High on the itinerary of any traveler to South America is Peru, the third largest country in the continent. Peru is the home to several ancient Andean civilizations — most notably the Incas, who ruled until the Spanish invasion in 1533.
Even at the simplest cultural level, it’s an inspiring country — few places captures the imagination more than the lost Inca city of Machu Picchu; but then so do any of the colonial cities making it a land equally as influenced by indigenous people as by the succeeding invaders.
The delightful part of Peru is that the country is populist but also untouched. By being on the “gringo trail”, a traveller will at times be over-immersed with fellow tourists. The ancient capital of Cusco can be a circus amid its beauty — yet the beaten track isn’t too far away — there is even a less-well-known known Inca ruin in Keulap — the so-called Machu Picchu of the north. Equally, the north eastern jungle towns, is perfect for the off-track traveler –while the large jungle town of Iquitos can be accessed by plane as well as boat, there are other settlements where boat is the only option. The mountains offer hiking and rock climbing in abundance, allowing you to go for days and meet no one but locals. Peru also hosts the two deepest canyons in the world, both twice as deep as the Grand Canyon and favoured spots to witness the flight of the condor. In Peru, it’s still possible to feel as if you are in a world still inhabited by Incas.
Traveling in Peru
Bus is the most successful way to travel in Peru — comfortable and inexpensive; you’ll be surprised at the quality of the buses. But be warned, it can vary. Due to the size of the country, journeys can go over the 20 hour mark, so night buses are common and sometimes the only choice, although it’s not recommended to travel at night. Occurrences of thieves taking off with your possessions as you sleep and tales of snoozing bus drivers can make night travelling less appealing. Having said that, bus allows you to take in the superb scenery Peru has on offer, and with several bus companies usually setting off at similar times, prices are always negotiable.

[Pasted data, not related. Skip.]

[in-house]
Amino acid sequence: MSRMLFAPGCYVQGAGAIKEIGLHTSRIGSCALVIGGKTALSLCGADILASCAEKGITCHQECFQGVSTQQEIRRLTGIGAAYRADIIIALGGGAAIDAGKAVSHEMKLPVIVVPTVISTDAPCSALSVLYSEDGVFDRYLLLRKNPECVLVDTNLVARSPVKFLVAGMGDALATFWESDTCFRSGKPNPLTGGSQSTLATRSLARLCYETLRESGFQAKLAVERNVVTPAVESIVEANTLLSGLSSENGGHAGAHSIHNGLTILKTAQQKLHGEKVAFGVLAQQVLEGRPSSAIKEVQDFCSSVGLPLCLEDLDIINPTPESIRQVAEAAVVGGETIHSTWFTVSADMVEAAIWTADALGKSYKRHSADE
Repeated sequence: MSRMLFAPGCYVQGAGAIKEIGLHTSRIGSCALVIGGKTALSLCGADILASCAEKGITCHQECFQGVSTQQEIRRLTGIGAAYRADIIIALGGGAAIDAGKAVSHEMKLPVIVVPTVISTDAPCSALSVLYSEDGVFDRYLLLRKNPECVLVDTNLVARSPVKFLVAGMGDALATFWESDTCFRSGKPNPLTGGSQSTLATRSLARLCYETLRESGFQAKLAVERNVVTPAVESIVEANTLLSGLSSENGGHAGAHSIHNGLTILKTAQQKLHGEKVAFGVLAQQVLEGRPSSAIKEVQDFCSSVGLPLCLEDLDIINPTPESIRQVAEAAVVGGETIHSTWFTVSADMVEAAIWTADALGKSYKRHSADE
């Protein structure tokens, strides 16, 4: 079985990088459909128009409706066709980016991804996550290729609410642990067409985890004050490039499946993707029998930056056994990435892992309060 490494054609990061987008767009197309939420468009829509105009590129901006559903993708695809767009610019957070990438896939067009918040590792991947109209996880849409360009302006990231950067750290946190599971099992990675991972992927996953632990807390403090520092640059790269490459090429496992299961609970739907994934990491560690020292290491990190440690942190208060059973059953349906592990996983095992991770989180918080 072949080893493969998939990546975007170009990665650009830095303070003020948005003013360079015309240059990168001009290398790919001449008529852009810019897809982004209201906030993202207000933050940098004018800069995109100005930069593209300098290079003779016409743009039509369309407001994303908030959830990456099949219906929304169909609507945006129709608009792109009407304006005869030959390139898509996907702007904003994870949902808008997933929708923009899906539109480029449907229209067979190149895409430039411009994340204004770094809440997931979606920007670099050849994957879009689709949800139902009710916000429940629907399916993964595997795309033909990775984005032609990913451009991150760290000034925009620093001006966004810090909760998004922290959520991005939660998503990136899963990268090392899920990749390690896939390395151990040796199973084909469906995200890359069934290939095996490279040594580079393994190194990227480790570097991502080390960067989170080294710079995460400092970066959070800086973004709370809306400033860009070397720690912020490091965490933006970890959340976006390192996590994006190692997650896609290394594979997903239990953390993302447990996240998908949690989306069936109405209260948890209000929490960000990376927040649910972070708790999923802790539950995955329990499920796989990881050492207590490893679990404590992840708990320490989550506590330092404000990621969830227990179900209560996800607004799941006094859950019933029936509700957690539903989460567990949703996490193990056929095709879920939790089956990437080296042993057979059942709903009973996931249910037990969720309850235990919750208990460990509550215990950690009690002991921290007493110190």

Trains are less common, but when found, worthy as they tend to be slow mountain trains, allowing time to soak in the view without risk of falling into mountain ravines. Internal air travel is an excellent option, and a good investment, especially when weighing up the cheapness of the flight compared to the toll of bus travel!
Weather in Peru
As with neighbouring Ecuador and Bolivia; Peru is subject to the three distinct regions, and the climates that come with them — the jungle, the mountains and the desert. More so than any other South American nation, the Peruvians define themselves by region.
Along with these regions, Peruvian weather varies according to season, which is either wet or dry. Wet season runs from January to April and dry season from June to November. Still this varies, so an unofficial guide for travelling in Peru is to rely on layers with the top coat being waterproof. The mountains tend to be cold, the jungle hot and humid. The coast varies and can experience dense fog rolling off the Pacific. Equally some parts miss rain completely, so much so that drizzle in Lima makes headlines. Don’t underestimate the risk of the sun at altitude, without sunscreen you’re toast.
496,000 square miles (1.28 million sq km)
Caracas (pop 4,608,934)
Spanish (official), Quechua (official), Aymara, and a large number of minor Amazonian languages
Amerindian 45%, mestizo (mixed Amerindian and white) 37%, white 15%, black, Japanese, Chinese, and other 3%
Roman Catholic 90%
petroleum, fishing, textiles, clothing